Since 1990 the United States government has been able to grant Temporary Protected Status (TPS) to foreign nationals who cannot safely return to their country due to situations such as natural disasters, armed conflict, and other extraordinary temporary conditions. TPS provides deportation relief and the ability to obtain work authorization. While El Salvador and Honduras, the two other corners of the Northern Triangle, have TPS status Guatemala does not despite multiple application attempts. Mary Meg McCarthy, Executive Director of the National Immigrant Justice Center, located in Chicago, wrote to the New York Times that Guatemala needs TPS status and all that truly prevents Guatemala from gaining it is “the will to act.”
When asked about Guatemala now our former client said, “I think our life is never free. The government is always up to something. The people do not want (hydroelectric) mines because it will make them sick. The government does not care, they want the mine and the money. No one cares about the about the people. So the towns try to stand up for themselves. They have their own leader and the whole town will be behind him. But because of this they will kill him.” Not all local leaders who resist the government are killed. Our client recalled the fate of another community leader. “They came and got him. I’m sure it was the government because they took him with a helicopter. They tied him to the frame underneath. He was accused of stupid stuff and he’s still locked up now. If people know the government is coming for a (hydroelectric) mine they go block the road, they’ll chop down trees to block the road. When they come they have machines and soldiers that just push them aside and they go through anyway.”
Conflicts between villagers, mainly indigenous subsistence farmers, and the government seeking to claim land for projects, such as hydroelectric mines, is not a new issue in Guatemala. 400 people were killed in 1982 and even more were displaced, tortured and raped for resisting government efforts to build the Chixoy mine. Despite widespread protests, internal displacement, and illnesses caused by pollution, the government still pursues its construction projects.
“Along with all this (government corruption) there are bad guys who’re organized. They go around and steal and kidnap kids. They’ll steal the young people to make them be with them. They steal girls to be with them or end up raping them. They’re very afraid,” our client explained about the current situation facing Guatemalan youth.
According to the UN, Guatemala and other Central American countries have come under the control of “sophisticated’ domestic and international organized crime groups. Since 2008 the UNHCR documented a massive increase in people from Central America fleeing gang violence. Young males often flee because local gangs threaten to kill them if they do not become gang members. A surge in violence against women is why many Guatemalan women and girls come to the United States. The UNODC found that Guatemala has the third highest rate of female homicide, whereas it ranked sixth in the world for overall homicide rate. According to Guatemalan Attorney General Thelma Aldana in a statement to BBC News, “The difference in Guatemala between the murder of a woman and of a man is that the woman is made to suffer before death, she is raped, mutilated, and beaten.” While courts were set up to address femicide in Guatemala their capacity to address the problem is very limited.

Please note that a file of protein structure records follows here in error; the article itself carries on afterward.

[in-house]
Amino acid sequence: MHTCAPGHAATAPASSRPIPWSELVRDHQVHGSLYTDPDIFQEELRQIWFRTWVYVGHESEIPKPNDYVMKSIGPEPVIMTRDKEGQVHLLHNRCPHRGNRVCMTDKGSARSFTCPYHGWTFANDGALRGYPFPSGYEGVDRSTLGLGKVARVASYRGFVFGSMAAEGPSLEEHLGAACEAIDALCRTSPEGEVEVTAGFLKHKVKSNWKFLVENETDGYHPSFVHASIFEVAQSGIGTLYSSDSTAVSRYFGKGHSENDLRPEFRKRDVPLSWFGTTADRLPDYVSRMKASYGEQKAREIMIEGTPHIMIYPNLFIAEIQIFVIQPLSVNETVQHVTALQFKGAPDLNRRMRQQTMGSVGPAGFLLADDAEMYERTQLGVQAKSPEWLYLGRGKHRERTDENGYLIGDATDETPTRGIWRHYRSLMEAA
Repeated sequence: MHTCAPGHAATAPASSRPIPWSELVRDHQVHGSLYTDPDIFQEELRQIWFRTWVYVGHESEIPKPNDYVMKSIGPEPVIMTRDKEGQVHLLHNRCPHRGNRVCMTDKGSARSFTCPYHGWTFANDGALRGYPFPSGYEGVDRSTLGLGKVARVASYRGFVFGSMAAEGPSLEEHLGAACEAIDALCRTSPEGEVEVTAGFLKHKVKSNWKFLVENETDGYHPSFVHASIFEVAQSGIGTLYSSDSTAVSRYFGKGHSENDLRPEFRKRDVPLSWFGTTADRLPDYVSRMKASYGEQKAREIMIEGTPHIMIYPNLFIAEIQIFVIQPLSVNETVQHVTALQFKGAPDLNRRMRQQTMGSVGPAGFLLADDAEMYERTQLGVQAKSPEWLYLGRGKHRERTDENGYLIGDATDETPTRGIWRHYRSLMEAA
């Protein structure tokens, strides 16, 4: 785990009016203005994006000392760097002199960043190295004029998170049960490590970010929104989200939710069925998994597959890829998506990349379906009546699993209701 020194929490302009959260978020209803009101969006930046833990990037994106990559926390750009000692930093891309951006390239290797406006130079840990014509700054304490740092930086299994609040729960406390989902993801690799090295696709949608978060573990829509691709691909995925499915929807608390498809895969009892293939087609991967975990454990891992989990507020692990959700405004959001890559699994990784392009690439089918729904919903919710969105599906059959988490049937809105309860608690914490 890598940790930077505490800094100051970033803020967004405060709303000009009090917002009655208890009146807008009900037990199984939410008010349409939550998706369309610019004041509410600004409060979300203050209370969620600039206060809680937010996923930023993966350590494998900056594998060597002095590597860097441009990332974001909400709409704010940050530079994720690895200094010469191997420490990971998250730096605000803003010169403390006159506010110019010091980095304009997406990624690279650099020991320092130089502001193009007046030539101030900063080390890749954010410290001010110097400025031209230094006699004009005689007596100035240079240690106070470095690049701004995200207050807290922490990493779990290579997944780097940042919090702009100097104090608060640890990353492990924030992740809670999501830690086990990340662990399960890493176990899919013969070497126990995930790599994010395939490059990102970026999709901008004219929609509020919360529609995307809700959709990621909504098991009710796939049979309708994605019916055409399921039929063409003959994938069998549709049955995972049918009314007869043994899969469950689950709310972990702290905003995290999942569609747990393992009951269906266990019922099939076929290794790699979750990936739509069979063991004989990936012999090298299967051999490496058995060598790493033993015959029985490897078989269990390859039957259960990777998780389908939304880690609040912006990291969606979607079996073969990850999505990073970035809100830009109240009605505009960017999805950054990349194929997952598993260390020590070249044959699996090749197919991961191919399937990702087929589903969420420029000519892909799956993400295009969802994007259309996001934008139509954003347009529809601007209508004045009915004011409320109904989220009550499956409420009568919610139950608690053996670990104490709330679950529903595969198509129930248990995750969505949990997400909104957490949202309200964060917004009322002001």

The UNHCR found women who flee Guatemala were taking contraceptives before the journey because the risk of rape from the men, or ‘coyotes,’ paid to transport them from Guatemala to the United States is so high. However, many women felt they had no other option as those who tried to relocate within Guatemala were followed and harassed by gang members. These conditions directly contributed to the flood of unaccompanied minors into the United States in 2014. With ongoing corruption, limited capacity, poverty, and persistent gang violence Guatemalans will continue coming to the United States.
“Some kids have family up here,” our client says about the children coming to downstate Illinois. “Their mothers and fathers are here (in the United States) so they don’t get the same love (in Guatemala) as they would from their mother and father. These kids are 16, 17, girls and boys, they realize there is no life for them in Guatemala or the United States. They are not sure if they can stay, because they might get sent back to Guatemala. I’m not sure if they would die, but some will.”
“I tell them to pray to God. That maybe one day when we die maybe we’ll have a place in heaven,” is what our former client turned advocate tells the children and their parents who come to the United States and face risk of deportation. The Immigration Project will continue to assist unaccompanied Guatemalan youth and undocumented immigrants in downstate Illinois, but without action comparable to NACARA or TPS it remains an immense legal challenge.
By Hanna Tarbert